Vernon Jones (1912)
189. THE CAGE-BIRD AND THE BAT
A Singing-bird was confined in a cage which hung outside a window, and had a way of singing at night when all other birds were asleep. One night a Bat came and clung to the bars of the cage, and asked the Bird why she was silent by day and sang only at night. "I have a very good reason for doing so," said the Bird: "it was once when I was singing in the daytime that a fowler was attracted by my voice, and set his nets for me and caught me. Since then I have never sung except by night." But the Bat replied, "It is no use your doing that now when you are a prisoner: if only you had done so before you were caught, you might still have been free."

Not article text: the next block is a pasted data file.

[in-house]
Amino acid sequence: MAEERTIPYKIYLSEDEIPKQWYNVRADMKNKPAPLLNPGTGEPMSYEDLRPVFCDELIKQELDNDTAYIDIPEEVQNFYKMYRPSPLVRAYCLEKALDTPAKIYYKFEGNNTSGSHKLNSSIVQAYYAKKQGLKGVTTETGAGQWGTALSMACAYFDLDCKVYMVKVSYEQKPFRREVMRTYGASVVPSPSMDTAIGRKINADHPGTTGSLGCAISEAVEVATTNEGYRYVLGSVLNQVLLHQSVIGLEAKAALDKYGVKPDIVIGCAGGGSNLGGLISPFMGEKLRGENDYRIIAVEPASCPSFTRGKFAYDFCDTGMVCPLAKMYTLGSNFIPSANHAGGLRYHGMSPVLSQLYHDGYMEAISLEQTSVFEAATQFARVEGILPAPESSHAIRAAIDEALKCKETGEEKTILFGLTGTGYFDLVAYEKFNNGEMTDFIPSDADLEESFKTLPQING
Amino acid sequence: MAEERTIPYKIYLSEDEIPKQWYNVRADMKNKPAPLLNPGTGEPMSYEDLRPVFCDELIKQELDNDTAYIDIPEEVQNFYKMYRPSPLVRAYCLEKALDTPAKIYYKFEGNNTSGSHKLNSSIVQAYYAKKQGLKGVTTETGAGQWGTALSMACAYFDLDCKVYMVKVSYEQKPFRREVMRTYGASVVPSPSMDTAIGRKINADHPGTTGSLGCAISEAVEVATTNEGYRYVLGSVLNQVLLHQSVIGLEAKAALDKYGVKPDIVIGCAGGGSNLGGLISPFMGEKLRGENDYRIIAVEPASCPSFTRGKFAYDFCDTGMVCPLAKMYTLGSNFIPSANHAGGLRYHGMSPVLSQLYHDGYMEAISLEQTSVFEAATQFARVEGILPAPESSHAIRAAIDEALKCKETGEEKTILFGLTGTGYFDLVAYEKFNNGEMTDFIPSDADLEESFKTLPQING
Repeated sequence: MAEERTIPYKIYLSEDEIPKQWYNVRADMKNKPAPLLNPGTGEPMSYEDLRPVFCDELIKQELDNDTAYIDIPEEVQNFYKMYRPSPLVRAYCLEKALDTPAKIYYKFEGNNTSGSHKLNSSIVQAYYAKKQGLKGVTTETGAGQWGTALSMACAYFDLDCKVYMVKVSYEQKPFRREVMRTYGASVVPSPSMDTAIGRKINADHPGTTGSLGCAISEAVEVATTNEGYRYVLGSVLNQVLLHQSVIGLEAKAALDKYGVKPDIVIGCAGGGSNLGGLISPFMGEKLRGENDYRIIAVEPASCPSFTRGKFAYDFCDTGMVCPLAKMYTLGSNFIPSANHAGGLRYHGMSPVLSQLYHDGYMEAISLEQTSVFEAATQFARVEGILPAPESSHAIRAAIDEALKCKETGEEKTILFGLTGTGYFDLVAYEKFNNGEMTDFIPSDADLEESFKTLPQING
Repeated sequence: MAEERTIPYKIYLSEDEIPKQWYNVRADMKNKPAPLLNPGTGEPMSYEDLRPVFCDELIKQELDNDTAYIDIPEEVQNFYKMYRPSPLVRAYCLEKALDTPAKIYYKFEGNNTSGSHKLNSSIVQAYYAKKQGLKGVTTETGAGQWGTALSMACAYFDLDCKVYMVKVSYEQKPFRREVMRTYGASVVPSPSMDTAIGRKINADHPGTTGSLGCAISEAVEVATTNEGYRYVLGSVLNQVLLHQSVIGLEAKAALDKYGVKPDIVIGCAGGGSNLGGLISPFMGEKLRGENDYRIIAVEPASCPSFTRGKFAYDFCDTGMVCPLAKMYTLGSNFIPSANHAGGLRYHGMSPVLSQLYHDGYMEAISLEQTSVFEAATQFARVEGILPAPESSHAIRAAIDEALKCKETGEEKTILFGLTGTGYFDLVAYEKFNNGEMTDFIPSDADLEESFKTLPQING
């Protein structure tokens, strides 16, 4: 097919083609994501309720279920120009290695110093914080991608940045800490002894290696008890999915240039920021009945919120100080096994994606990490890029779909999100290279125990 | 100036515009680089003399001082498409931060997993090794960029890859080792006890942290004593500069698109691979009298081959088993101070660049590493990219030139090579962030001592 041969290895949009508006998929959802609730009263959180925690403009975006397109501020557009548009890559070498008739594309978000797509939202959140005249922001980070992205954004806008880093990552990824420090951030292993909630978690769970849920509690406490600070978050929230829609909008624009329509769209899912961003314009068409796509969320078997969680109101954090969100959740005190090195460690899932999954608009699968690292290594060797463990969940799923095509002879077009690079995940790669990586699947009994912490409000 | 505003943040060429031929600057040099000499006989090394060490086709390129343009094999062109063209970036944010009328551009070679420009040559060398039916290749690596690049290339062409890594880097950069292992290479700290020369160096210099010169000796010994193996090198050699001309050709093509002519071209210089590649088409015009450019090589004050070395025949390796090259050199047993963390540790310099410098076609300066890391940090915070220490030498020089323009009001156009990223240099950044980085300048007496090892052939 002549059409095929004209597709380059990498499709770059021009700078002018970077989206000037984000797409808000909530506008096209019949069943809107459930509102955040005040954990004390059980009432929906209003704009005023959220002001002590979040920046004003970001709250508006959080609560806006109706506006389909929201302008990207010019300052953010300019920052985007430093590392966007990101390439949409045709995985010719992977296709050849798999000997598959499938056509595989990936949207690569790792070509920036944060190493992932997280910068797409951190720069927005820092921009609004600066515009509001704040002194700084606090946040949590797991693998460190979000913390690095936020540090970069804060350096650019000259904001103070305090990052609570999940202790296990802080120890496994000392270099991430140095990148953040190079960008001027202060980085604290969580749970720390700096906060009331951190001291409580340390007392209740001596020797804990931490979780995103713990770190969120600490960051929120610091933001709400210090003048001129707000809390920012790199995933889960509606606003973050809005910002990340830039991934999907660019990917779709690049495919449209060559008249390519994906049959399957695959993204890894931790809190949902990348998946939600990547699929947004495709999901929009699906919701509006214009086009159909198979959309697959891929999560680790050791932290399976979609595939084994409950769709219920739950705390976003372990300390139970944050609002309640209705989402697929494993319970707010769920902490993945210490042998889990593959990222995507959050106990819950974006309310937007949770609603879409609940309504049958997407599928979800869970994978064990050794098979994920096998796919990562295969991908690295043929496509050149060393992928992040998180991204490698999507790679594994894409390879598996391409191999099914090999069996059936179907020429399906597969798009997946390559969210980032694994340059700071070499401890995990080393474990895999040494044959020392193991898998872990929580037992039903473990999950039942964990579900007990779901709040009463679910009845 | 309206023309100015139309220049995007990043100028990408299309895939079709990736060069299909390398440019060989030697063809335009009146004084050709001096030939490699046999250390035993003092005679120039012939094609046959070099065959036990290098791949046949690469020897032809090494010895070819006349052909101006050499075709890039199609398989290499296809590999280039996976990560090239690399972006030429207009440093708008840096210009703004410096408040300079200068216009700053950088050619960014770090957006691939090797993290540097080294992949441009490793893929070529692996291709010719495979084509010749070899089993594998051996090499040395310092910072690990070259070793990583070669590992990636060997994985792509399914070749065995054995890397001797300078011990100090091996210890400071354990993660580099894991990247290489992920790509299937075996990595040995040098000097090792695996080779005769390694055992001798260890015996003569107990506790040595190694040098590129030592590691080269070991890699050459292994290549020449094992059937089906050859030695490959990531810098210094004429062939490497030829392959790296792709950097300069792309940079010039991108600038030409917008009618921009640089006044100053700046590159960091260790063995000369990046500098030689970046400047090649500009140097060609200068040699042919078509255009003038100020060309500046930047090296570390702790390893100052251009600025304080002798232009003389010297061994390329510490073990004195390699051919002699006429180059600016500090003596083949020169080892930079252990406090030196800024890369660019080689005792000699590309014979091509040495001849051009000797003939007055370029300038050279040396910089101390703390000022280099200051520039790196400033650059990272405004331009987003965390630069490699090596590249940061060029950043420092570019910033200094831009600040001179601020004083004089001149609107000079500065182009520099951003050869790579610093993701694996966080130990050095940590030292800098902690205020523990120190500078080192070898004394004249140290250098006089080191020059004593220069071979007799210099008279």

Precautions are useless after the event.
Aesop's Fables: A New Translation by V.S. Vernon Jones with illustrations by Arthur Rackham (1912). This book is available online at Project Gutenberg.